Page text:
Figure 7c shows the TEM image and electron diffraction of the Cu NP made at 0.01 M Cu(NO3)2 starting concentration. The spherical shaped polycrystalline Cu2O observed in the TEM image, which showed particle sizes around 10 nm, confirmed that the method can be scaled-up. The challenge however, is the separation of the particles from the starch, as the starch gelatine used was no more soluble in water. Given that the resulting slurry was colloidal in nature, it was difficult to use a centrifuge to isolate the NPs. As a result, the slurry was dried at 90 °C, which could lead to possible increase in agglomeration of particles. If the reaction were carried out in solvent of interest for further processes or the catalysis in our case, then there would not be any need for separation or drying. However, our equipment at the time of this study was not materially compatible with ether solvents and we resorted to the use of water as a solvent.
Furthermore, based on our knowledge of controlling Cu NP from the above, three tailored Cu NP with different mean particle sizes collected in starch were used for MeOH synthesis. Figure 8 shows XRD and TEM characterization for some 90 °C oven dried samples. These particles were spherical and polycrystalline, with mainly Cu2O and Cu0 phases. The crystallite sizes were 8.6 ± 0.5, 9.0 ± 0.6, and 9.5 ± 0.7 nm with 21 ± 1, 26 ± 2 and 29 ± 2 nm particles sizes for B1 S, B 4 S, and B 5 S respectively (S = with starch, see Figure 9). In addition, for comparison, B1 was repeated without starch (NS), where CuO was the predominant phase with 9.4 ± 0.7 nm crystallite and 38 ± 2 nm mean particle sizes. This suggested that aside from reducing agglomeration of the particles, the starch also reduced the amount of surface oxidation of the resulting NPs.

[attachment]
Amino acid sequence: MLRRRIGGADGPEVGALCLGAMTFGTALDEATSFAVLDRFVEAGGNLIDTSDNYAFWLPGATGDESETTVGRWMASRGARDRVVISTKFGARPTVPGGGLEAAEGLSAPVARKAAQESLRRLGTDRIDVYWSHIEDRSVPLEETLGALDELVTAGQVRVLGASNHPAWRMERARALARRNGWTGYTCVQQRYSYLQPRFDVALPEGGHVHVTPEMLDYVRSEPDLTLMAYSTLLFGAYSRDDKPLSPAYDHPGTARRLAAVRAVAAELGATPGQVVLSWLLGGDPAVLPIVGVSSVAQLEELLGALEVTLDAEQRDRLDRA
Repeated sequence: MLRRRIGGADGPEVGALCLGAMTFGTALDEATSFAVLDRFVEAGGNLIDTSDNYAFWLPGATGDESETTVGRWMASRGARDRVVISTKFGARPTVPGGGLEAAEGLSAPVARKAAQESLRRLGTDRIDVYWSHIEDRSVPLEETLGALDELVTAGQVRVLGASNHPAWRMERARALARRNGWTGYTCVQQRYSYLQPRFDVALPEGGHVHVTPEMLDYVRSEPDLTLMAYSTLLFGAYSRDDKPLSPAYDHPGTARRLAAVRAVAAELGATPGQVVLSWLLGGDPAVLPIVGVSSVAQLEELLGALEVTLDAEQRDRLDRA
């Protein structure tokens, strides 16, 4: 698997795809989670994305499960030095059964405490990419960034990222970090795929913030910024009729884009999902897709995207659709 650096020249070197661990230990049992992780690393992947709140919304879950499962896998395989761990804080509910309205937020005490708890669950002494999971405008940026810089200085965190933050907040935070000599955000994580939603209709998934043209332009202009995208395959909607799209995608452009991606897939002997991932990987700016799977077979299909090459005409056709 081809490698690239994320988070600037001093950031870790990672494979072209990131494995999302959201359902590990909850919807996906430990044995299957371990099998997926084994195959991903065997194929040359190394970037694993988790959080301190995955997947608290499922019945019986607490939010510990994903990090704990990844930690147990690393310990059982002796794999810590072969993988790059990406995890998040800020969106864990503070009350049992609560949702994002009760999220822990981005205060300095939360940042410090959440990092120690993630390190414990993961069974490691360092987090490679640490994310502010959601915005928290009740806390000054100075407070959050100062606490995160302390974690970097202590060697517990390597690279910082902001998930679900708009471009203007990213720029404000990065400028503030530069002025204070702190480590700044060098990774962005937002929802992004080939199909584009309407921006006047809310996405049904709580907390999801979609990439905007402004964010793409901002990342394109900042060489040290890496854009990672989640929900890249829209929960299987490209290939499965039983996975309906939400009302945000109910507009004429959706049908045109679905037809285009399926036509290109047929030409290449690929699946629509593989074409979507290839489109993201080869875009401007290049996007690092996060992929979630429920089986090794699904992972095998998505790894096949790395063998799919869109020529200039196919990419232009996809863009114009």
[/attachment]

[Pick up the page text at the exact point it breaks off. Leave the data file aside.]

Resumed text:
Syngas conversion over the selected samples ranged from about 50% to 70% conversion per batch, which is around the same range achieved in other Cu-alkoxide systems [8,27]. However, for comparison reasons, the amount of MeOH produced per amount of Cu (in mol/(mol·h)) is presented. Figure 9 shows the MeOH productivity compared with particle sizes. The MeOH productivity generally increased with decreasing particles sizes. This has already been attributed to the increase in total surface area as particle sizes decreased [7,10].